A new annual summary of vital statistics, published in the journal Pediatrics on Tuesday, found the birth rate among females age 15 to 19 dropped 9% from 2013 to 2014 in the US, continuing a historic decline. Overall, the teen birth rate decreased 61% from 1991 to 2014, according to the latest data.
Since the mid-1990s, teen pregnancies have declined not only in the US but in the United Kingdom and some other European countries, New Zealand, Israel and other parts of the world too, according to a study published in the Journal of Adolescent Health in 2015.
However, the proportion of first births to women 30 and older in the US rose from 24% to 30% from 2000 to 2014, according to the new statistics in Pediatrics. The numbers also showed that the birth rate among women 40 to 44 has increased in the US, rising by about 2% from 2013 to 2014.
Since 1970, the average age of having a first child has increased among women not only in the US but in the UK, Germany, Sweden and other parts of the world, according to a study in the journal Population and Development Review last year.
Yet “once pregnant, older women should not feel anxious or nervous about their babies or childbirth, and keep a healthy diet, optimal weight gain, and normal blood pressure and glucose levels,” Lisonkova said.
“We all age differently, and that includes our reproductive age; staying active and having a healthy lifestyle is the best possible prevention of any health problems,” she said. “However, it is important to counsel women prior to pregnancy about all potential risks and our study provides detailed information.”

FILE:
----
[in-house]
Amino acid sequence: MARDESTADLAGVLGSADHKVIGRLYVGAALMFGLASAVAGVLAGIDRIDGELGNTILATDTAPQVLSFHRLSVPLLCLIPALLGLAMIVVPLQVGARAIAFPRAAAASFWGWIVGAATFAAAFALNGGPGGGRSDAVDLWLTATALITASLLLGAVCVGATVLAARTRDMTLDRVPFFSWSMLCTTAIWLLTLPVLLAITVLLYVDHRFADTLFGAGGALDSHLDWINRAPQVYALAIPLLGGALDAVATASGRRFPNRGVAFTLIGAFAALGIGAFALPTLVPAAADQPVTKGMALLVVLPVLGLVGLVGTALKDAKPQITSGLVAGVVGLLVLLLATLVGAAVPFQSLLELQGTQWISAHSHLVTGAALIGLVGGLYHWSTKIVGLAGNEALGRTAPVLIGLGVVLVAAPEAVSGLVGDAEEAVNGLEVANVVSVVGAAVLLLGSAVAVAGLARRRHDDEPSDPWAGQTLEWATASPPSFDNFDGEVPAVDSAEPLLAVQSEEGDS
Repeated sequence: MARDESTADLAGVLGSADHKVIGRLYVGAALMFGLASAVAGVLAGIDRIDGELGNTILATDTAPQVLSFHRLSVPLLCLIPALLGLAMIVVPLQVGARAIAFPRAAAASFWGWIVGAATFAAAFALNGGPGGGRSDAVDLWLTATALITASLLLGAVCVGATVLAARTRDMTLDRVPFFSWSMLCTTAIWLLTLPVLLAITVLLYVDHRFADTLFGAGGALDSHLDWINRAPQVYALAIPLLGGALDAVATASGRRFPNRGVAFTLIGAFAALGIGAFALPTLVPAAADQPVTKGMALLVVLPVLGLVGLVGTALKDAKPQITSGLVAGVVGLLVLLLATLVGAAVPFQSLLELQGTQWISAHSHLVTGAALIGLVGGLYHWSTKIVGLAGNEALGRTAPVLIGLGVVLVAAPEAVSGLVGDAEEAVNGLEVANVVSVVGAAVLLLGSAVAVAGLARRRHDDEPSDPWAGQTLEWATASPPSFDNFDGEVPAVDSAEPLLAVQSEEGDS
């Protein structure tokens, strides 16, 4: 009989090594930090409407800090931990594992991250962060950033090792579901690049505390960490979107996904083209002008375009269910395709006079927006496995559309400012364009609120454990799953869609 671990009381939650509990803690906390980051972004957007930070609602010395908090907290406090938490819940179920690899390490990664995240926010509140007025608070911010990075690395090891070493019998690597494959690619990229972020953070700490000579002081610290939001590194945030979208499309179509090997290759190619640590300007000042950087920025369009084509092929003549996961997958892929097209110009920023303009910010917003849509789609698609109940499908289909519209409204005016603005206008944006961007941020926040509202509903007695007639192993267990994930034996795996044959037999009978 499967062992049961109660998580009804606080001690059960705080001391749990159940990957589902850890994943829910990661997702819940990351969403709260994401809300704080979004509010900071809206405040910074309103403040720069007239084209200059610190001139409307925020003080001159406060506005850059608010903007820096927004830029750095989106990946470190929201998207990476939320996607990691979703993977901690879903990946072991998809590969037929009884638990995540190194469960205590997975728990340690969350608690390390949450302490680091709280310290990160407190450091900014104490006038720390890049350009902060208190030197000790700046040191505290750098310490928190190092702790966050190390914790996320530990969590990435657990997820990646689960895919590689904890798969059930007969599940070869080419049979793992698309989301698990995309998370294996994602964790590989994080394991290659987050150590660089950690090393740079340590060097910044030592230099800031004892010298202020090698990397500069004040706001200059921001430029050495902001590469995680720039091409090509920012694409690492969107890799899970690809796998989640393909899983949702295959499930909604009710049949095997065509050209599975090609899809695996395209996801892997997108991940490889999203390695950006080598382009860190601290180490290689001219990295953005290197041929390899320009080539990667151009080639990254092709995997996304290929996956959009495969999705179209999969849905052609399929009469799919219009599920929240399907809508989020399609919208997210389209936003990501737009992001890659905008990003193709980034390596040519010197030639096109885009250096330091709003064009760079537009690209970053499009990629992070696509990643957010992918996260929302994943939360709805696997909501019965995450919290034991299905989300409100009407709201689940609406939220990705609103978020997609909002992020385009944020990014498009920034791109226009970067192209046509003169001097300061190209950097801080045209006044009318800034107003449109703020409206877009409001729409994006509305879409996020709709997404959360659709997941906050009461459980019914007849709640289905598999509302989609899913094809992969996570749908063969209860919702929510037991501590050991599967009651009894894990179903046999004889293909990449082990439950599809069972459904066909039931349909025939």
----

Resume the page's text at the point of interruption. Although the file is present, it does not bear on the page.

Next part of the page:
The ‘J-shape’ of pregnancy risks
The new study in PLOS Medicine included data on 828,269 women, ages 15 to 60, who gave birth in Washington state between 2003 and 2013. The data came from birth certificates and hospital files linked in the state’s birth events record database. The data involved only singleton births, excluding the birth of twins or more.
The researchers examined the data to determine trends in pregnancy outcomes and health risks by age. They took a close look at maternal morbidities but did not have sufficient data to analyze extremely rare cases, such as maternal death.
The largest proportion of the births in the study, 28.9%, was among women 25 to 29. About 25% of the births were among mothers 30 to 35, about 22% were among mothers 20 to 24, and 12.7% were among mothers 35 to 39. Teen moms made up 7.6% of the data, mothers 40 to 44 made up 2.8%, and mothers 45 and older made up 0.2%.
The researchers found that the incidence of potentially life-threatening conditions during pregnancy appeared as a J-shape when examined in association with age.
Starting with teens at the front of the J, there were some elevated health risks, which dipped to low risks among mothers 20 to 34, at the bottom of the J. Then, the risks sharply increased among mothers 40 and older, the researchers found.
For instance, the incidence of kidney failure was 2.1 per 10,000 teen mothers and about 1.2 to 1.8 per 10,000 among moms 20 to 34 years old. It then increased markedly with maternal age to 4.3 per 10,000 among 40- to 44-year-olds and a whopping 28.4 per 10,000 among mothers 45 and older, the researchers found.
“The risks associated with maternal age are generally higher for the fetus and the baby than for the mother; however, our study shows that for mothers over 49 years, the situation is reversed,” Lisonkova said.
She thinks the results could be generalizable to the rest of the country.
‘Age is just one piece of the puzzle’
Though the study provides new data, a woman’s overall health is more important for a complication-free pregnancy than her age, said Dr. Petra Casey, an obstetrician-gynecologist at the Mayo Clinic in Rochester, Minnesota, who was not involved in the study.